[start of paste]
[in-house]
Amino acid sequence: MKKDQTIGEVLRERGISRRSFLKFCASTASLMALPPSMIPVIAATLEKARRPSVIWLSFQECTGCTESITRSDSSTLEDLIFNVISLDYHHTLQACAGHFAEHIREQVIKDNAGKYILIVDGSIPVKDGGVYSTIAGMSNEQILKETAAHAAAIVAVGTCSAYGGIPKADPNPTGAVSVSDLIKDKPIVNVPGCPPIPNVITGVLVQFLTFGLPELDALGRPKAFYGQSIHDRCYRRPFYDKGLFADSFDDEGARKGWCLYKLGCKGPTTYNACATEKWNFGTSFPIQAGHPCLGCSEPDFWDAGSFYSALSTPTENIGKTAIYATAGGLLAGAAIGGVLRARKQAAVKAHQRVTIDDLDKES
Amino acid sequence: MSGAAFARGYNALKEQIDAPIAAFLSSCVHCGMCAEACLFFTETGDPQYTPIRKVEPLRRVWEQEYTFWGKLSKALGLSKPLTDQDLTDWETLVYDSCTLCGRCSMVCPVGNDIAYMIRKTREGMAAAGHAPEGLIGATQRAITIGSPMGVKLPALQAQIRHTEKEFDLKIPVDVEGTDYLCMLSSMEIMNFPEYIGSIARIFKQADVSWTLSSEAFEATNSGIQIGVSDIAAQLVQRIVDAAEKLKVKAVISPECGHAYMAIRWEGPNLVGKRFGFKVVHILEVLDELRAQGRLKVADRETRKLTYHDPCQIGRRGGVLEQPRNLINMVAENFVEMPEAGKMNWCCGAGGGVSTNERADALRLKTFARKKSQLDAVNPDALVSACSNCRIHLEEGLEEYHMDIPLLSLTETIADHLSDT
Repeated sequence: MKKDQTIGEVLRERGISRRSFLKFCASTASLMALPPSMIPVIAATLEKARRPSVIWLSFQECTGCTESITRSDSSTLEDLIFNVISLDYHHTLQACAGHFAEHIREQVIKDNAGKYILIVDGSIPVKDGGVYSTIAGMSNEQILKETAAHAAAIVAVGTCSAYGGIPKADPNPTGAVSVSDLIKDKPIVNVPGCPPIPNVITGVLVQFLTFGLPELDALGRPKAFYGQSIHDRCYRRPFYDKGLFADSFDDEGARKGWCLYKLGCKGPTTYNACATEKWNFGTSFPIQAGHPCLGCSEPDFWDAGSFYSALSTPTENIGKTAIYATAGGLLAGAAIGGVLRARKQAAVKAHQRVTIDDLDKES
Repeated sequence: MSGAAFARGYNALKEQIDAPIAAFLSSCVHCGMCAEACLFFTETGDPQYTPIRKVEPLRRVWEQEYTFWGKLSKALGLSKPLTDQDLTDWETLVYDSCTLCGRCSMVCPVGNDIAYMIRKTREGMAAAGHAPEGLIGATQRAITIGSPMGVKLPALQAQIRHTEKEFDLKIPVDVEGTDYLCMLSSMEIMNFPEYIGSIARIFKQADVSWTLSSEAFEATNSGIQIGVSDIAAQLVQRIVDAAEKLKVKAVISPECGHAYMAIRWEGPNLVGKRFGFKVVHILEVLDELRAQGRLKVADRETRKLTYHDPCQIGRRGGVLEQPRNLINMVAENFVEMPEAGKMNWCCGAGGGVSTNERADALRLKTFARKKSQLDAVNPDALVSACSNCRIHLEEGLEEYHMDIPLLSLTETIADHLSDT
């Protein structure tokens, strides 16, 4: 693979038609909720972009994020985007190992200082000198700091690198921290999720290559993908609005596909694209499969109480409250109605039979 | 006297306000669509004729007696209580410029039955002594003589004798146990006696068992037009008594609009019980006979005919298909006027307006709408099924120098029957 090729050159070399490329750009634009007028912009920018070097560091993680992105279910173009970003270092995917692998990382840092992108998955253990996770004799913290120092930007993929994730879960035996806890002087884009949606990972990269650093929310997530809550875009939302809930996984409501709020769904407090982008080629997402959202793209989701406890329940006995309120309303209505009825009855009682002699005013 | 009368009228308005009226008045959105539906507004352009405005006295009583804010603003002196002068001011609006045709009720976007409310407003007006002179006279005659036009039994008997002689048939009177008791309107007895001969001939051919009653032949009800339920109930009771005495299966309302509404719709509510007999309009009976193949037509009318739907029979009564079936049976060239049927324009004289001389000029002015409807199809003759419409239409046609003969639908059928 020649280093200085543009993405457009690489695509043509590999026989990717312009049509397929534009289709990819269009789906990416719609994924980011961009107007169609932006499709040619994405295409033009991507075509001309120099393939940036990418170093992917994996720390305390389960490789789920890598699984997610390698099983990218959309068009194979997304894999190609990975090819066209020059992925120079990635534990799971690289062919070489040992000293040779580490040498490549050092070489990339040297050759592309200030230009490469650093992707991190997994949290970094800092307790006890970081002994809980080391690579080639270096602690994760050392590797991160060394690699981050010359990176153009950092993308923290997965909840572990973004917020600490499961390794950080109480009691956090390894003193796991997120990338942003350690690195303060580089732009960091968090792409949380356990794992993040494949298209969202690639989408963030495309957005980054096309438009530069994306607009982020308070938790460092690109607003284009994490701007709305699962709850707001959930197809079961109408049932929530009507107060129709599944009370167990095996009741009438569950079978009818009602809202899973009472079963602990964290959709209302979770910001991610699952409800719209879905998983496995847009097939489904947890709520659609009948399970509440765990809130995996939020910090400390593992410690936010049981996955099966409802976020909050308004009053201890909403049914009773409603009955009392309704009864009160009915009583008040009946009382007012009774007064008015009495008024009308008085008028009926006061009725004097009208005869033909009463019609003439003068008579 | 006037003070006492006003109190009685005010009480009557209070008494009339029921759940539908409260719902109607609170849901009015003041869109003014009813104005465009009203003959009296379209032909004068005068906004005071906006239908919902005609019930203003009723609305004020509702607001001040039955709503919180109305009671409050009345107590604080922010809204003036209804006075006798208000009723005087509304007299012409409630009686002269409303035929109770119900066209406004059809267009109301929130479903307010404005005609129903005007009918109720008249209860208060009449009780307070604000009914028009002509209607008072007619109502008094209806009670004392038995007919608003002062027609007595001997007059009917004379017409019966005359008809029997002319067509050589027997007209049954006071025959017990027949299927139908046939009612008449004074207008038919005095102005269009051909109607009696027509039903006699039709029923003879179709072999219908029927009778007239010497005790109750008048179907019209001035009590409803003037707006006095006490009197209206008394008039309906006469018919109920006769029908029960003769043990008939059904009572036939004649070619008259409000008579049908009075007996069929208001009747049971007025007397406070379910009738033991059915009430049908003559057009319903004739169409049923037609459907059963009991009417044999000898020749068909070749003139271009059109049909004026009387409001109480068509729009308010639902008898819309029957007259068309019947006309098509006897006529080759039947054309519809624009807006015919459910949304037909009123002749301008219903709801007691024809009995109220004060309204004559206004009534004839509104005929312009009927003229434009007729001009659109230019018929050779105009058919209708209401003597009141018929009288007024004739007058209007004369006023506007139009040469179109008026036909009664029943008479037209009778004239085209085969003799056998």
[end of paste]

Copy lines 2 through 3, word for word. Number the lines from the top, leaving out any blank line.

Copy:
Amino acid sequence: MKKDQTIGEVLRERGISRRSFLKFCASTASLMALPPSMIPVIAATLEKARRPSVIWLSFQECTGCTESITRSDSSTLEDLIFNVISLDYHHTLQACAGHFAEHIREQVIKDNAGKYILIVDGSIPVKDGGVYSTIAGMSNEQILKETAAHAAAIVAVGTCSAYGGIPKADPNPTGAVSVSDLIKDKPIVNVPGCPPIPNVITGVLVQFLTFGLPELDALGRPKAFYGQSIHDRCYRRPFYDKGLFADSFDDEGARKGWCLYKLGCKGPTTYNACATEKWNFGTSFPIQAGHPCLGCSEPDFWDAGSFYSALSTPTENIGKTAIYATAGGLLAGAAIGGVLRARKQAAVKAHQRVTIDDLDKES
Amino acid sequence: MSGAAFARGYNALKEQIDAPIAAFLSSCVHCGMCAEACLFFTETGDPQYTPIRKVEPLRRVWEQEYTFWGKLSKALGLSKPLTDQDLTDWETLVYDSCTLCGRCSMVCPVGNDIAYMIRKTREGMAAAGHAPEGLIGATQRAITIGSPMGVKLPALQAQIRHTEKEFDLKIPVDVEGTDYLCMLSSMEIMNFPEYIGSIARIFKQADVSWTLSSEAFEATNSGIQIGVSDIAAQLVQRIVDAAEKLKVKAVISPECGHAYMAIRWEGPNLVGKRFGFKVVHILEVLDELRAQGRLKVADRETRKLTYHDPCQIGRRGGVLEQPRNLINMVAENFVEMPEAGKMNWCCGAGGGVSTNERADALRLKTFARKKSQLDAVNPDALVSACSNCRIHLEEGLEEYHMDIPLLSLTETIADHLSDT